In Memphis, the assumption has been that closing low-performing schools will cause students to end up in better ones.
But that’s not necessarily the case, according to data on the 21 neighborhood schools closed in the city since 2012.
Students who came from about half of those schools have been re-zoned to schools that either were academically on par or actually performing worse, according to a Chalkbeat analysis.
This contradicts the rhetoric questioned for years by residents of neighborhoods impacted by shuttered schools. And just last week, when school board members discussed the process for future closures, they cited among their biggest concerns the academic performance of schools receiving displaced students.
District leaders expect to close up to 24 schools over the next five years and will release a facilities study this fall to inform the discussion.
Academics needs to be the primary driver, they say, in deciding which schools to close going forward — but that requires an examination of academics at both the closing and receiving schools.
It was only last year when Shelby County Schools began to track the test scores of students leaving closed schools. But those results will be delayed due to a one-year void in data under the state’s failed TNReady test.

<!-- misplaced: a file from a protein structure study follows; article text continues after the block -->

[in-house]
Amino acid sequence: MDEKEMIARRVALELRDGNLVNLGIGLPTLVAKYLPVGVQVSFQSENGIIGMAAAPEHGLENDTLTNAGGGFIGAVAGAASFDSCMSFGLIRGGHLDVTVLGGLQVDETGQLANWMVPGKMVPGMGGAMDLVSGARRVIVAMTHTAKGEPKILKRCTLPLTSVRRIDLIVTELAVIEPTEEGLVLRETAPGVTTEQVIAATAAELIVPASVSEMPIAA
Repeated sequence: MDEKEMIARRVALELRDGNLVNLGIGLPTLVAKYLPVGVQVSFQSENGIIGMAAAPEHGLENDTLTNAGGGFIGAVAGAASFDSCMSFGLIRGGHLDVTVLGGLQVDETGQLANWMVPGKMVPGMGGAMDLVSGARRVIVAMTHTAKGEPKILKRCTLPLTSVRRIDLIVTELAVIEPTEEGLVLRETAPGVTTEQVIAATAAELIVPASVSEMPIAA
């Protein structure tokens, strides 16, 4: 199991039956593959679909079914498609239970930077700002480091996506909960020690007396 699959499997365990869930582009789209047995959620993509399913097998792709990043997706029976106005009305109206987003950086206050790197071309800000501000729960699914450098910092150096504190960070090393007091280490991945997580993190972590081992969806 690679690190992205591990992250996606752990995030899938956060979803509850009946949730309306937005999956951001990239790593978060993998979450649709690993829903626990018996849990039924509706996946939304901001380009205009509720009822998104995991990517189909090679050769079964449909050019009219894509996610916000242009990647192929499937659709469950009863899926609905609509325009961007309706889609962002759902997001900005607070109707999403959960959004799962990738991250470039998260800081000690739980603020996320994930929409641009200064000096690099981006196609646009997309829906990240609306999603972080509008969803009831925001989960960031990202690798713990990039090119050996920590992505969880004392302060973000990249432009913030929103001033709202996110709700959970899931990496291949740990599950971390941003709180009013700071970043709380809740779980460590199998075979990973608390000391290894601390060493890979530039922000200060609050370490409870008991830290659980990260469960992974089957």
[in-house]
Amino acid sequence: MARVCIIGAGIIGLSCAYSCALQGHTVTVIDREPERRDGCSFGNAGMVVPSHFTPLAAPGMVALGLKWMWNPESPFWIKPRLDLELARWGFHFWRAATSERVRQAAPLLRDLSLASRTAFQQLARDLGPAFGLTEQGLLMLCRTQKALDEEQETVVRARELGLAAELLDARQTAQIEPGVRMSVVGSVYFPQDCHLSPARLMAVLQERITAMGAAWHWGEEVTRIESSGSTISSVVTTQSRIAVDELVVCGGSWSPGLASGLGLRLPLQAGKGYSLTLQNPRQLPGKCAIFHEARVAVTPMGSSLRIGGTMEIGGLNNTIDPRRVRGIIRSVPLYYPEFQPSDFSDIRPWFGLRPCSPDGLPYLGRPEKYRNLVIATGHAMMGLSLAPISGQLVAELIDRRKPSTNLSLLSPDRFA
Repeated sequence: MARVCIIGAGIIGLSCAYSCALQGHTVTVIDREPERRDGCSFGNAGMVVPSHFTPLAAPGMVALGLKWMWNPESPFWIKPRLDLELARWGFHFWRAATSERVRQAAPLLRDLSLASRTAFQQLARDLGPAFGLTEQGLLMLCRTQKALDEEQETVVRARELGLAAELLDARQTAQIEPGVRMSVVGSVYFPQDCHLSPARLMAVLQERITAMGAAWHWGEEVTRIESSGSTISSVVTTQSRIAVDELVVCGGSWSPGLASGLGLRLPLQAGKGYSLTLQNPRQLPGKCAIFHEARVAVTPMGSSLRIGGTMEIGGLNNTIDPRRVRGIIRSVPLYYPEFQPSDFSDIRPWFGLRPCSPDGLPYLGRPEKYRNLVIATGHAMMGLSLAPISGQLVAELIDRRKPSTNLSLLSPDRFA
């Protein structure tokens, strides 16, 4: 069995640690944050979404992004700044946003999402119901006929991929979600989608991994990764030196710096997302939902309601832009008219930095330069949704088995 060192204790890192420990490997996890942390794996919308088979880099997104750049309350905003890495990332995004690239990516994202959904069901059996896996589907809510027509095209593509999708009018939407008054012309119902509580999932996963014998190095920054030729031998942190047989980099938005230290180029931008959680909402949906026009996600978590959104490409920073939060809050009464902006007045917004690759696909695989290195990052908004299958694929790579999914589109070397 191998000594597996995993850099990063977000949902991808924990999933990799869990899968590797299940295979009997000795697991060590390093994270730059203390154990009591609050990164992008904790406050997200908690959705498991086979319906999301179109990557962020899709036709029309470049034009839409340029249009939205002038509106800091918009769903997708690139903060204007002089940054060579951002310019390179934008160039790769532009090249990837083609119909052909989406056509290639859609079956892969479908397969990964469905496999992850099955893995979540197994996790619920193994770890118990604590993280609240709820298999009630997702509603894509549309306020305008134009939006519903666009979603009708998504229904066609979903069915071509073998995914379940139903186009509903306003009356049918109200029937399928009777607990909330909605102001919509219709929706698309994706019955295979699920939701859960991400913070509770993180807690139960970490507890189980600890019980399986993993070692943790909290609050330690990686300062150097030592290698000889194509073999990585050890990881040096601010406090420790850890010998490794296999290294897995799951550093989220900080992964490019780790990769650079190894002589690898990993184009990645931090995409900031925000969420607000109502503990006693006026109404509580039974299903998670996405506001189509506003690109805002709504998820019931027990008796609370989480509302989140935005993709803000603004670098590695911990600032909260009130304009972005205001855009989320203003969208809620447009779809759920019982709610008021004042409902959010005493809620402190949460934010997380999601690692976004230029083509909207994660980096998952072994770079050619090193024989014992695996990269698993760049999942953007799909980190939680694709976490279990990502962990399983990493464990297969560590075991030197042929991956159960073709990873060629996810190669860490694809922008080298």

A Chalkbeat analysis of publicly available district data dating to 2012 found mixed results in comparing performance at schools that were closed and those where students were rezoned. The analysis was based on two measurements: standardized test scores and growth scores. The growth score, known as TVAAS, is based on a complex “value added” formula that uses state tests to rate the impact of individual teachers on their students’ learning on a scale of 1 to 5, with a 1 being the lowest and a 5 the best.
The analysis shows that up to 2,600 Memphis students leaving 10 closed schools since 2012 were assigned to schools with similar, if not worse, test scores.
Take Orleans Elementary, which was closed in 2013. That year, half its students performed at or above grade level in math and a third performed similarly in reading. After Orleans closed, its 170 students were directed to Lincoln Elementary, where students scored 13 percentage points worse in math and 8 percentage points worse in reading than students did at Orleans. Test scores at Lincoln Elementary dipped the year after Orleans students started attending, and before long, Lincoln was on the district’s closure list. That school was officially shuttered last year.